As it stands, the former cornerback is the only Arizona Cardinal to have been inducted into the Pro Football Hall of Fame. Williams, a 2014 inductee, was a Pro Bowl selection in six straight seasons in Arizona from 1994-99 and was an All-Pro pick in three straight years from 1995-97.

During his time as a Cardinal from 1991-2000, no NFL player recorded more interceptions than Williams' 46. (He returned six of them for touchdowns.) He also recovered 14 fumbles during that span. 

Like Centers, Williams was an important piece to the Cardinals' 1998 playoff puzzle. He had three interceptions in two playoff games, including two picks in the Cards' playoff win at Dallas.

2. Adrian Wilson -- third round (No. 64 overall), 2001

Honestly, Williams and Wilson are pretty much interchangeable at No. 2 and 3. Both had tremendous careers and were integral to the Cardinals' success in their respective eras. But the safety gets the nod at No. 2 because he spent three more seasons in Arizona and he helped lead the Cards to their first-ever Super Bowl appearance.

One of the most dynamic safeties in recent memory, Wilson is one of only six players in NFL history to notch at least 25 interceptions and 25 sacks. He also had 14 forced fumbles and three blocked kicks in his career.

Wilson had two sacks and two forced fumbles during the Cardinals' 2008 playoff run, and he was a five-time Pro Bowler and 2009 First-team All-Pro selection. He was hired by the Cardinals as a scout in early April.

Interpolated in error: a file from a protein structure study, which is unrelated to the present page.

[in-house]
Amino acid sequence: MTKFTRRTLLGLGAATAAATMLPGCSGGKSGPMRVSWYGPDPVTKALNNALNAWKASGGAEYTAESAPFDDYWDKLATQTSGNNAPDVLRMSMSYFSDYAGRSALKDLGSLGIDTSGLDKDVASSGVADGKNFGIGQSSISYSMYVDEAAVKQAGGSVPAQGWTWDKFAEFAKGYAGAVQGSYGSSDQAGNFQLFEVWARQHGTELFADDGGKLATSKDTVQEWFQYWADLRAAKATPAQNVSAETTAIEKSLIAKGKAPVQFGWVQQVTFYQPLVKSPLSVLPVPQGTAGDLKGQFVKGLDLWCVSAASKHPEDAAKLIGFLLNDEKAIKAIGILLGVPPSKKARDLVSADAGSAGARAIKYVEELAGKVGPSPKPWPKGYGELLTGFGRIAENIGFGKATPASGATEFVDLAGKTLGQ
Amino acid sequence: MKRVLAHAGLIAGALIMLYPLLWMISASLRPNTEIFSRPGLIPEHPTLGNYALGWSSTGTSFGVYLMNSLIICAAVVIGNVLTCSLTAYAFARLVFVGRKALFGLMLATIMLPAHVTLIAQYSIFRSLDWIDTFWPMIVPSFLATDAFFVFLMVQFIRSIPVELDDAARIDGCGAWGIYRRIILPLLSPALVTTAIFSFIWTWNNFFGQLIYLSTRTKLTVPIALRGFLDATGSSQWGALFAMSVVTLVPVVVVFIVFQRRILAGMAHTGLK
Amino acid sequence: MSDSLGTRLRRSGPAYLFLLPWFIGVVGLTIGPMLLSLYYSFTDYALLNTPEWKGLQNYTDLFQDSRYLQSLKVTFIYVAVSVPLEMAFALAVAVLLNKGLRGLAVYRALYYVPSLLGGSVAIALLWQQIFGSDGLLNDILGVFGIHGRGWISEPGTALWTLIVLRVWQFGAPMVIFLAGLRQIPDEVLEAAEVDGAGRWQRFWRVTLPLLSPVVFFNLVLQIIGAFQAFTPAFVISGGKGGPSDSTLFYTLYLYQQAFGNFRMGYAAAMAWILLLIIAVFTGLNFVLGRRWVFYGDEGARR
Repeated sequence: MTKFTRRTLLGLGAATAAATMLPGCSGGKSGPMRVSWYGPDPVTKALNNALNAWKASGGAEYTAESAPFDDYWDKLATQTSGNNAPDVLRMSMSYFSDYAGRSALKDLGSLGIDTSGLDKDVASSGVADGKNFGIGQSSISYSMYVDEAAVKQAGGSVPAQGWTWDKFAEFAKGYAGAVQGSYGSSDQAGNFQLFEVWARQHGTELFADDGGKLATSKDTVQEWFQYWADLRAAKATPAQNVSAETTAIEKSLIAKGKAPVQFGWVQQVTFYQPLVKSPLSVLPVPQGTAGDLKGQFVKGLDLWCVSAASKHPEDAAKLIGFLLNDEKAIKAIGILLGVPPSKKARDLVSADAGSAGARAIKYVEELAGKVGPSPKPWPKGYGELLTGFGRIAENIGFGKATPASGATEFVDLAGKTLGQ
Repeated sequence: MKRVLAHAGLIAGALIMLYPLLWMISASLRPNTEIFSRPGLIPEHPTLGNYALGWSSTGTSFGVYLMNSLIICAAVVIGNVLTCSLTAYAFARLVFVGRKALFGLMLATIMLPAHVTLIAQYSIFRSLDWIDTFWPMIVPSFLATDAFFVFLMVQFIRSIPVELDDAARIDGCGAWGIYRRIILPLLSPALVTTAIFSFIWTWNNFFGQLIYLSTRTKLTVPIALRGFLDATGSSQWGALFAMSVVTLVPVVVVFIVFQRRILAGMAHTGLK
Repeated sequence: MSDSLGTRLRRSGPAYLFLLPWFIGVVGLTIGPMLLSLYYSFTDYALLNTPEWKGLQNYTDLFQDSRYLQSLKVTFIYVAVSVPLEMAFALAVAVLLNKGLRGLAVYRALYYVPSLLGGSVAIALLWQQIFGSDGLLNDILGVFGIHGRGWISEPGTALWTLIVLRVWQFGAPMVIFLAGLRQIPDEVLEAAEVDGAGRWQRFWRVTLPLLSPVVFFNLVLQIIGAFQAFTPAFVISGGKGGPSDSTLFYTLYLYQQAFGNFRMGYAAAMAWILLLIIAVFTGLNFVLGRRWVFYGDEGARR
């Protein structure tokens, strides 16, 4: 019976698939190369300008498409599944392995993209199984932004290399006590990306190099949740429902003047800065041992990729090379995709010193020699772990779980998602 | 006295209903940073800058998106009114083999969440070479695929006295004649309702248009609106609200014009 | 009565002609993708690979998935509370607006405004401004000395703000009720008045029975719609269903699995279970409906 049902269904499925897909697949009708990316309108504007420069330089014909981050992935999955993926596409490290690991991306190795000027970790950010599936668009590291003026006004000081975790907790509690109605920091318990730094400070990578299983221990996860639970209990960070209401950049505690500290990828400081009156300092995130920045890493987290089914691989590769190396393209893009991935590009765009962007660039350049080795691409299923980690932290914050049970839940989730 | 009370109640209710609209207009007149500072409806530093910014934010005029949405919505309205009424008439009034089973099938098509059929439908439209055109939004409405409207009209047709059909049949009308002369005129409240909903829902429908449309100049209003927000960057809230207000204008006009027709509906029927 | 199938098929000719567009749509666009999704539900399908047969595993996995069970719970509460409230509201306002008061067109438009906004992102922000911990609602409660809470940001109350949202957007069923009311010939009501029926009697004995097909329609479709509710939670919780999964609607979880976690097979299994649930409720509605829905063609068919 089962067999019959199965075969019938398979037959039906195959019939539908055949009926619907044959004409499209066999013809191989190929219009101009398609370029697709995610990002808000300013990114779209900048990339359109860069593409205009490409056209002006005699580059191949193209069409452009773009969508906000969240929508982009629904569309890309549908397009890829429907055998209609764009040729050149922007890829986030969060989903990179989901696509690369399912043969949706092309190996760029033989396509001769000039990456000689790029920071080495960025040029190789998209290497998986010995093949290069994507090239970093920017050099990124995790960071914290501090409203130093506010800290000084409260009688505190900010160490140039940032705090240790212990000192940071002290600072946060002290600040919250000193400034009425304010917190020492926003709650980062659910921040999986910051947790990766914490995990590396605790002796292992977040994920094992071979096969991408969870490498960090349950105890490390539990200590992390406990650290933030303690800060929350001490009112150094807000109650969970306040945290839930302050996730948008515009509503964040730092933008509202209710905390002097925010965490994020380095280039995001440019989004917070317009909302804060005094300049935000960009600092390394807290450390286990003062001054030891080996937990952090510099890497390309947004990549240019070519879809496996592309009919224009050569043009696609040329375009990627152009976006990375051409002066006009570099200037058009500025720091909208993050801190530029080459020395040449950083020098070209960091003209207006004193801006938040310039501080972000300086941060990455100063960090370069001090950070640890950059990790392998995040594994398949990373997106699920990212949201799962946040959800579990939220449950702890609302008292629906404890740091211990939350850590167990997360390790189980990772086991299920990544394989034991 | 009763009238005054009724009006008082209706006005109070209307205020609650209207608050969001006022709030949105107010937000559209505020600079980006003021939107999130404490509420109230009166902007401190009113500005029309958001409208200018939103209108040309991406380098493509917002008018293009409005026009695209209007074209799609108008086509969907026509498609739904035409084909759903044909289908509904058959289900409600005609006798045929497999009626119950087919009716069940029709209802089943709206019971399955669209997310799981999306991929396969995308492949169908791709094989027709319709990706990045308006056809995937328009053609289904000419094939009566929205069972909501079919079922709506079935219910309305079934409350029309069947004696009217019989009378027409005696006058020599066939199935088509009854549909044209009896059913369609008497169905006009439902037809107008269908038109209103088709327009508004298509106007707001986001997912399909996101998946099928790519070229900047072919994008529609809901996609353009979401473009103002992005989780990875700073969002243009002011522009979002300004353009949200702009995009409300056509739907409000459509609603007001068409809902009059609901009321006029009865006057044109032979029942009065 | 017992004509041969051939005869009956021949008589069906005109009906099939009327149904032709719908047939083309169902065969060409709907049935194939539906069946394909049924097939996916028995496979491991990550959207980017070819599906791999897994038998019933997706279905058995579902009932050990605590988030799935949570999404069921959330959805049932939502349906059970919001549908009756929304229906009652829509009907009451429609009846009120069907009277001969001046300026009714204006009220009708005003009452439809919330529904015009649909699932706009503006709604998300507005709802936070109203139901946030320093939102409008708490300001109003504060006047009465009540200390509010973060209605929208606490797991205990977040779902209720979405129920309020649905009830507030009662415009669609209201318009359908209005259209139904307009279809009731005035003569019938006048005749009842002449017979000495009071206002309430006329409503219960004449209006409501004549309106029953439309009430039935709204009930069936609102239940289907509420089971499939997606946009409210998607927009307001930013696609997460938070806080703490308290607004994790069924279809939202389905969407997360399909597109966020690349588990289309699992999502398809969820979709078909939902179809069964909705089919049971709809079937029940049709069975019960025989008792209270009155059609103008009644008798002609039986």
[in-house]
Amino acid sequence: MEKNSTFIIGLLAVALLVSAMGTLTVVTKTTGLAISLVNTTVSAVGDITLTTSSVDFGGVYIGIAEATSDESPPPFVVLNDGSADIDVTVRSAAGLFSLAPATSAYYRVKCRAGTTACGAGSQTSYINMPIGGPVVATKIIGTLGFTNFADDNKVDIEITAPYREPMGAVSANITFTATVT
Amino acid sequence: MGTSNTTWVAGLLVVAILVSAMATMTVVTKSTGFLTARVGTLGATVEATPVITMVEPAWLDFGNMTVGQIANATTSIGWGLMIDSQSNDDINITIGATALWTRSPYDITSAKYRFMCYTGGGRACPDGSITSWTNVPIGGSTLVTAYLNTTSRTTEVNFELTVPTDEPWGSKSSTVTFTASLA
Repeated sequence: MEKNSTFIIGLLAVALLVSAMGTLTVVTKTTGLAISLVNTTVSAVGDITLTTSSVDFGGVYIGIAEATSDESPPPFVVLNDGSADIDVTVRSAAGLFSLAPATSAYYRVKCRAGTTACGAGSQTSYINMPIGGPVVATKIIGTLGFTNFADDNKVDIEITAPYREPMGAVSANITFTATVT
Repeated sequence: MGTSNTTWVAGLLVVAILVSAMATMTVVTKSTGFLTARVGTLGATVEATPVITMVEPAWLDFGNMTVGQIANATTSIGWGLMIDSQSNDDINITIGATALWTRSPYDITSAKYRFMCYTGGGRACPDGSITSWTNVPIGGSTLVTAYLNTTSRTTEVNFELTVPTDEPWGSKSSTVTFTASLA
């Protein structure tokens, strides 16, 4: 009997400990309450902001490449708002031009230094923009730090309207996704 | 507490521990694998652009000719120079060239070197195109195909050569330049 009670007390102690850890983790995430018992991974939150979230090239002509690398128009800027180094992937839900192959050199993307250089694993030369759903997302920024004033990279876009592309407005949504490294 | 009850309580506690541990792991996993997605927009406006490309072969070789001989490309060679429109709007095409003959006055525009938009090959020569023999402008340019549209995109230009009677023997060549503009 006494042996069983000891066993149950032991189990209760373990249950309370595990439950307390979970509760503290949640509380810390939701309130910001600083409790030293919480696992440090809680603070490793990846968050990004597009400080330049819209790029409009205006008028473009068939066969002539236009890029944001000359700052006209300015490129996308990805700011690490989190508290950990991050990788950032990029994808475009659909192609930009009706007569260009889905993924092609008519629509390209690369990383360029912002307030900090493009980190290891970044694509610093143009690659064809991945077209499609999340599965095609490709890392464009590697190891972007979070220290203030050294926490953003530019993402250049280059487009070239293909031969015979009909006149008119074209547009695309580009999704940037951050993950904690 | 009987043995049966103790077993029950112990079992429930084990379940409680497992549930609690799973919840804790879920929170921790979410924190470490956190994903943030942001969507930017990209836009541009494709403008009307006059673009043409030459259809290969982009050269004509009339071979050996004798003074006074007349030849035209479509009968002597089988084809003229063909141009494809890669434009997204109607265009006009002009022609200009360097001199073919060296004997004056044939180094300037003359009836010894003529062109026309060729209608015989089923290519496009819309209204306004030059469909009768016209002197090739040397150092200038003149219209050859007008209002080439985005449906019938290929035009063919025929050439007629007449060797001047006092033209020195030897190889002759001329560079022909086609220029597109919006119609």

1. Larry Fitzgerald -- first round (No. 3 overall), 2004

In terms of where they were selected in the draft, you can make an argument that the Cardinals received a greater return on investment with some of the other players on this list. But you can't argue that any of those players have been more instrumental to the team's emergence (and reemergence) as an elite NFL team.

The nine-time Pro Bowl wide receiver has already shattered Cardinals franchise records in receptions, receiving yards and receiving touchdowns. No receiver has more catches or receiving yards since he arrived in the league in 2004. But Fitzgerald's most important mark on the Cardinals has come during the postseason.

The 32-year-old was the Cards' MVP during their Super Bowl run when he scored seven touchdowns in four games. Fitz's heroics in last season's playoff win over the Green Bay Packers ended a six-year playoff victory drought, and it cemented his status as the most important Cardinals player since the franchise relocated from St. Louis. He is the face of the franchise and the most important draft pick the Cardinals have ever made.